Learn Ruby the Hard Way: What is Inheritance?

Inheritance is basically one class that takes features from a parent class like:

class Bear < Animals.

so every thing I do in the instance of the Bear class, would  also work as if they were done to an instance of Animals. It lets us do common functionalities in the Animals class and be more specific in the Bear class.

 

  1. Actions on the child imply an action on the parent.
  2. Actions on the child override the action on the parent.
  3. Actions on the child alter the action on the parent.

 

 

Implicit Inheritance

 

class Parent

def implicit()
 puts "Parent implicit()"
 end 
end

class Child < Parent
end

dad = Parent.new()
son = Child.new()

dad.implicit()
son.implicit()

allthough Child has no code in it’s function, it’s inherits all the functionality from it’s parent class, and therefor runs the def implicit() function.

 

class Parent

def override()
 puts "Parent override()"
 end 
end

class Child < Parent
 def override()
 puts "Child override()"
 end
end

dad = Parent.new()
son = Child.new()

dad.override()
son.override()

what this does is overriding the function from the parent class. Firstly we call the function that’s inside the parent class. But the second time we call the function inside the Child class. The old function gets overridden and the new one is called. Child is defining the def override() function new.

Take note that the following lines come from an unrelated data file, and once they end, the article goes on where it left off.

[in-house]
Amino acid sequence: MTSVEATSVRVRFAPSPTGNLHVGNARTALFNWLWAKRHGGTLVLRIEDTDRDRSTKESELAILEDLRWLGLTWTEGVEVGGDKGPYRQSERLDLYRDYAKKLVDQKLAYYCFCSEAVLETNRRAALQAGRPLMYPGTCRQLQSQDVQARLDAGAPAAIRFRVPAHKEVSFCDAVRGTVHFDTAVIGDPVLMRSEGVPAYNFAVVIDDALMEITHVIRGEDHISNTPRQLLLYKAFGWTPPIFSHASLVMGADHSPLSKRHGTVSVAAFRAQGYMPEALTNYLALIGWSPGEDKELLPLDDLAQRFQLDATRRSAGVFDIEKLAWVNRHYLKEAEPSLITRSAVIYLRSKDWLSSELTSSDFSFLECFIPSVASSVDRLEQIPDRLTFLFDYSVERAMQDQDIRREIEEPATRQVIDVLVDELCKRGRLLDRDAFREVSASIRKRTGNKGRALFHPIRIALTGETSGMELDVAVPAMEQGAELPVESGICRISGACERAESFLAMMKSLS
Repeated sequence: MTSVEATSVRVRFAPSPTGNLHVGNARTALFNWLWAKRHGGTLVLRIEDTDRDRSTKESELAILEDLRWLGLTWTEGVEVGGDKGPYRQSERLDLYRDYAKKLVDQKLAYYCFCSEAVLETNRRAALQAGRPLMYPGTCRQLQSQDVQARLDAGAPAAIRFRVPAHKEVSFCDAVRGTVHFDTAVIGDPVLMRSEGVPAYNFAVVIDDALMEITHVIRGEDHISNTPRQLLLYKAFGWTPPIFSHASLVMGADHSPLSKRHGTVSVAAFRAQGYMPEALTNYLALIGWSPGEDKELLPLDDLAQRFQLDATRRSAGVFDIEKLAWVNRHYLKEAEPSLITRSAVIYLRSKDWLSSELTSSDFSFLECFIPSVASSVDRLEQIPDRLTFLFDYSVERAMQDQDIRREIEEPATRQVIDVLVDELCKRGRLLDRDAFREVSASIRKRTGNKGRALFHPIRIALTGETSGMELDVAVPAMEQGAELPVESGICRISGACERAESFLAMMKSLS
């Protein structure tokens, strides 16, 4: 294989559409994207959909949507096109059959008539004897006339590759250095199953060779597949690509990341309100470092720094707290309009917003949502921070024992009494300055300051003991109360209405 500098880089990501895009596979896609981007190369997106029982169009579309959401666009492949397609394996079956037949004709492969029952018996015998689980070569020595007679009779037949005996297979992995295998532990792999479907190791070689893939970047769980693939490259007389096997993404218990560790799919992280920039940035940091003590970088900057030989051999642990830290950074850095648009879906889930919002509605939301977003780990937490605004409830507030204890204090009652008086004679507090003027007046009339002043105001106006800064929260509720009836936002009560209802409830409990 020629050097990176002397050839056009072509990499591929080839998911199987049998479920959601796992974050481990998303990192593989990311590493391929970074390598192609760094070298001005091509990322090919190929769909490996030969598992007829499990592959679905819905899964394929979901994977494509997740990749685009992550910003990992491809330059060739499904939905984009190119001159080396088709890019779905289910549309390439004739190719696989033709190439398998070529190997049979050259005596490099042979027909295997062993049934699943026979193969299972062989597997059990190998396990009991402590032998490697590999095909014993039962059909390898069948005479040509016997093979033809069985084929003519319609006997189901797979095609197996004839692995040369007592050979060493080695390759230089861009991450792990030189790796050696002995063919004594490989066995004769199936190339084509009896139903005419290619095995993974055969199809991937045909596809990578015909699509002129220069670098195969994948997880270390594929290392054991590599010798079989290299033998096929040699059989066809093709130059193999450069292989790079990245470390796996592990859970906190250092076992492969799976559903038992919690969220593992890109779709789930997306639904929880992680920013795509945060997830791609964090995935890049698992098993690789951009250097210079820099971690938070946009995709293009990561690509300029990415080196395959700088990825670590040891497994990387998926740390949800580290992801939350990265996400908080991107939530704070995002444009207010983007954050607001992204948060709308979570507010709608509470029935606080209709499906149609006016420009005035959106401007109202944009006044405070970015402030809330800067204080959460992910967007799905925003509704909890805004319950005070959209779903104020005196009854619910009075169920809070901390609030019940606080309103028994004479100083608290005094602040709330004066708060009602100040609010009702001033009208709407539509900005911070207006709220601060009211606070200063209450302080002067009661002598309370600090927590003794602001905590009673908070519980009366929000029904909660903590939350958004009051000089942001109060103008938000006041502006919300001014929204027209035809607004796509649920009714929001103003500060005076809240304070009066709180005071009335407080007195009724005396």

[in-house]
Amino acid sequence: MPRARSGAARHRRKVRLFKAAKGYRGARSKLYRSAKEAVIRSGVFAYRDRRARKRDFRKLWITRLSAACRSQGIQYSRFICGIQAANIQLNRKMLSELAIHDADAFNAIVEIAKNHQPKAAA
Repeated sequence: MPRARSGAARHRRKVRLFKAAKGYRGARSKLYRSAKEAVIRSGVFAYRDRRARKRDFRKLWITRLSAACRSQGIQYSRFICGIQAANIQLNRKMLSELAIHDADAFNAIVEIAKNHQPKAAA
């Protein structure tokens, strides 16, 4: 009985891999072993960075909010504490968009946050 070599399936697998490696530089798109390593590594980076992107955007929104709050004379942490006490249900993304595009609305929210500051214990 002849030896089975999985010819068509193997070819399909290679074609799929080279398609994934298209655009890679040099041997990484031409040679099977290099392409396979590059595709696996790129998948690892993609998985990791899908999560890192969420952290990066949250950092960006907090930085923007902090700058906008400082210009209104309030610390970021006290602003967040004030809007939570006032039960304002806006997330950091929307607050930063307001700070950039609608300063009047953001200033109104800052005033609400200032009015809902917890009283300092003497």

class Parent

def altered()
 puts "Parent altered()"
 end 
end

class Child < Parent
 def altered()
 puts "Child, before Parent altered()"
 super()
 puts "Child, after parent altered()"
 end
end

dad = Parent.new()
son = Child.new()

dad.altered()
son.altered()

The Child class gets a super() built-in Ruby function. What is does is jump back to the parent function again and skip the overridden function for a moment. So we get:

>Parent altered()
>Child, before Parent altered()
>Parent altered()
>Child, after parent altered()

 

 

Composition

 

class Other

def override()
 puts "Other override()"
end

def implicit()
 puts "Other implicit()"
end

def altered()
 puts "Other altered()"
 end
end


class Child

def initialize()
 @other = Other.new()
end

def implicit()
 @other.implicit()
end

def override()
 puts "Child override()"
end

def altered()
 puts "Child, Before Other altered()"
 @other.altered()
 puts "Child, After Other altered()"
 end
end

son = Child.new()

son.implicit()
son.override()
son.altered()

 

To do what I did above with Inheritance, I can also use other classes and modules, rather then rely on implicit Ihneritance. You can call functions that are inside of other functions.

 

 

module Other

def override()
 puts "Other override()"
end

def implicit()
 puts "Other implicit()"
end

def altered()
 puts "Other altered()"
 end
end


class Child 
 include Other


 def override()
 puts "Child override()"
 end

def altered()
 puts "Child, Before Other altered()"
 @other.altered()
 puts "Child, After Other altered()"
 end
end

son = Child.new()

son.implicit()
son.override()
son.altered()

Using modules and a require/include function that are doing the same thing as above.

 

 

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